Executives at the nation's largest asset-management firm hold a more cautious outlook for 2020 after 2019 turned out to be a rare year when bonds provided big returns at the same time stocks did, one of its leaders said while on a visit to Minnesota.
The liquidity that resulted when central banks, including the Federal Reserve, lowered rates created an "extraordinary return paradigm" last year, Rick Rieder, chief investment officer for fixed income at BlackRock Inc., said in a speech last week to the CFA Society of Minnesota, a group of hundreds of financial analysts.
"There's no way we can repeat that this year," he said.
Investors have been on a roller coaster for the past two years. Nothing went right in 2018, when stocks fell 7% and U.S. Treasuries 2%, and then everything went right last year. Stocks rose around 25%, corporate bonds were up in the midteens and U.S. Treasuries, which tend to fall when stocks rise, instead returned 14.9%.
The difference, Rieder said, came when the Fed ended a four-year period of slowly tightening monetary policy. Fed policymakers cut interest rates three times in 2019 and in October began to buy short-term Treasuries again for the first time since 2014.
The central bank from 2014 to 2019 shed bonds and shrank its balance sheet, which it built to record levels to provide stimulus in the aftermath of the 2008 credit crisis and recession.
Other central banks, including those in Europe and Japan, also opened the spigots on liquidity last year. And now, with the coronavirus slowing China's economy, the central bank in Beijing is also infusing money into that economy.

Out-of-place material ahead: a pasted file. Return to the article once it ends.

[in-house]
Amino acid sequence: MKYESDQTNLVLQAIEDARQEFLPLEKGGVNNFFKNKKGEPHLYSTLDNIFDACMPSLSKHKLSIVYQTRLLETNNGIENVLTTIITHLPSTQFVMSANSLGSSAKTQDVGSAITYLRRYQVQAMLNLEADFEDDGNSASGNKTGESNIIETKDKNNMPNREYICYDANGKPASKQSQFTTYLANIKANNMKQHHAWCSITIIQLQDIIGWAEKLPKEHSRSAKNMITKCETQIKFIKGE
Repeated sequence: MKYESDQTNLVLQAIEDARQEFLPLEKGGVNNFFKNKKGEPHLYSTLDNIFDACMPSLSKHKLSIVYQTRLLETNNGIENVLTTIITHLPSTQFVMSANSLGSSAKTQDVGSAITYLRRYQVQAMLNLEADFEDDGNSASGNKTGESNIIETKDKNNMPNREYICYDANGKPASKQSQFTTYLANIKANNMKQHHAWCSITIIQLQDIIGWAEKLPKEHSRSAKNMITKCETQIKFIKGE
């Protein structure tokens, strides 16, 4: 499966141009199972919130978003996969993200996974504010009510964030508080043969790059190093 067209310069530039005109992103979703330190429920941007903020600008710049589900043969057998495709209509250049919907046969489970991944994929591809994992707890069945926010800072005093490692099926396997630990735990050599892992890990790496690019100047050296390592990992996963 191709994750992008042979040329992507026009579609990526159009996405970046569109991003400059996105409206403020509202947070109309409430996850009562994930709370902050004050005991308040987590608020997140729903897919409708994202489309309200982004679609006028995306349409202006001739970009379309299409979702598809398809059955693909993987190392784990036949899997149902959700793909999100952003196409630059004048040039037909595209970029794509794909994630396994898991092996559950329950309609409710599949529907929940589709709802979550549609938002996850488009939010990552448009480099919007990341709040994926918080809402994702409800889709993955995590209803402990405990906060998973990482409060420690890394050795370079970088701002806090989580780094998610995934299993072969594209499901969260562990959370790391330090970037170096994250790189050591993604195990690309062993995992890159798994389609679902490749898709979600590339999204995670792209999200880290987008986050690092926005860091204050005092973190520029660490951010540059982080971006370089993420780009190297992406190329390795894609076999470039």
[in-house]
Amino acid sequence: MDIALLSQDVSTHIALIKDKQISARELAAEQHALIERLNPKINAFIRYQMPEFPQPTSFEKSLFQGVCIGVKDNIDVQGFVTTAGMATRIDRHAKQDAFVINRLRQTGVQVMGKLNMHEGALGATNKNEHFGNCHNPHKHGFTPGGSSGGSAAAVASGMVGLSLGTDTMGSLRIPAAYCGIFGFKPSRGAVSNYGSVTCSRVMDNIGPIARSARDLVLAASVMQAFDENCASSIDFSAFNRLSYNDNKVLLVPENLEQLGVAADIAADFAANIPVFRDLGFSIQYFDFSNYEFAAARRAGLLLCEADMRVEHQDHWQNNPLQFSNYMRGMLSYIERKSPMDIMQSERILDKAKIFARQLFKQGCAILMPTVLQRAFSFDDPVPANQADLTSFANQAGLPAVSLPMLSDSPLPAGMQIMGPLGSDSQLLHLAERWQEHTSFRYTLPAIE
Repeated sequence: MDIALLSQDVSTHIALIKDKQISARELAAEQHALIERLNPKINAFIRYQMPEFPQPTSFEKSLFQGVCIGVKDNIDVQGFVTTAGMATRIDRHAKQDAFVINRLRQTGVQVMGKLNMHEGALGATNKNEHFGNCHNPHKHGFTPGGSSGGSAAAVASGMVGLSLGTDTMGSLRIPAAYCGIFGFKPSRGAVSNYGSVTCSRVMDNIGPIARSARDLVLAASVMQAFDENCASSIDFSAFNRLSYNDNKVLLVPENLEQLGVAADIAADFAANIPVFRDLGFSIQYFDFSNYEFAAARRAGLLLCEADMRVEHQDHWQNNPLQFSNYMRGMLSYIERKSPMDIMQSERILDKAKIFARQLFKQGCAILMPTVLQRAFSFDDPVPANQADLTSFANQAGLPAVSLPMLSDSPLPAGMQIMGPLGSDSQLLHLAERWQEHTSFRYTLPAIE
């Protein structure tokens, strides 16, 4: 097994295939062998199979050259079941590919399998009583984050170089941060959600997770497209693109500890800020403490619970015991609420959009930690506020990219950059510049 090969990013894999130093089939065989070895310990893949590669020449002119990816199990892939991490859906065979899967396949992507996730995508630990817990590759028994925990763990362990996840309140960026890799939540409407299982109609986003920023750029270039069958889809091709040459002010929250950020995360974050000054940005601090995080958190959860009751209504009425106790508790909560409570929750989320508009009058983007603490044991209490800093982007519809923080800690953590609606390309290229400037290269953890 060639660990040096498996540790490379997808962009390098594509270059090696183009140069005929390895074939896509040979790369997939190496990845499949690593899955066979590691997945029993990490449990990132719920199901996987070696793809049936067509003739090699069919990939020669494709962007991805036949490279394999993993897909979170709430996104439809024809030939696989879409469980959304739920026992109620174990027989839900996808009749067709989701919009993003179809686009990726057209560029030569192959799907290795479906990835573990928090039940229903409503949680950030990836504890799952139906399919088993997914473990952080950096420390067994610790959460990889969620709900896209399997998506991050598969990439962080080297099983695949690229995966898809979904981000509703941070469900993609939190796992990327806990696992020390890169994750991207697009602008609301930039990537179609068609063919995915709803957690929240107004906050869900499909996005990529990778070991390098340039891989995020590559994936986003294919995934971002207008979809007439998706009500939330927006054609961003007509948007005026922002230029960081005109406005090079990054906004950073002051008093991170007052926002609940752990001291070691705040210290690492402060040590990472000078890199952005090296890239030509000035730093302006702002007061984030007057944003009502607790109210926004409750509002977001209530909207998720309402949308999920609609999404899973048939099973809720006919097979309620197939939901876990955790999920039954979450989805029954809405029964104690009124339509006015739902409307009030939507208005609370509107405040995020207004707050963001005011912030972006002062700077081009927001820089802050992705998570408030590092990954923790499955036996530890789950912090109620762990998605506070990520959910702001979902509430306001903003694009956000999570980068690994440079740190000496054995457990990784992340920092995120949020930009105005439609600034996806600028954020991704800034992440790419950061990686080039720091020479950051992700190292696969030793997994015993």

Rieder said interest rates are likely to remain low for years to come. A member of an industry advisory panel to the Federal Reserve Bank of New York, Rieder said rates are being held down by more forces than the desire of central banks to keep economies healthy.
The biggest: All around the world, aging populations are relying more heavily on income from insurance and pensions, asset classes that are roaring upward in size. "The aging of the population globally is the most extraordinary dynamic that we've ever seen," Rieder said.
Because insurance and pension assets are growing so quickly, an average of $1.3 trillion of new money will come into global investment markets each year for the next 10 years. Those institutions tend to invest conservatively, heavily in fixed-income investments like bonds.
"There's not enough bonds" for the supply of money that's washing in, Rieder said. With demand outweighing supply, fixed-income assets won't need to pay more to attract money. "It's very hard for interest rates to go higher to any significant magnitude," he said.
Rieder said BlackRock, which has about $7 trillion in assets under management, this year is building fixed-income portfolios to return around 4% to 5%. It expects equities to return around 10% and alternative investments around 12%.
Institutional investors, money managers and pension funds that get a 5% return in fixed income are setting themselves up for a good year, Rieder said. "It's a different playbook than last year," he said.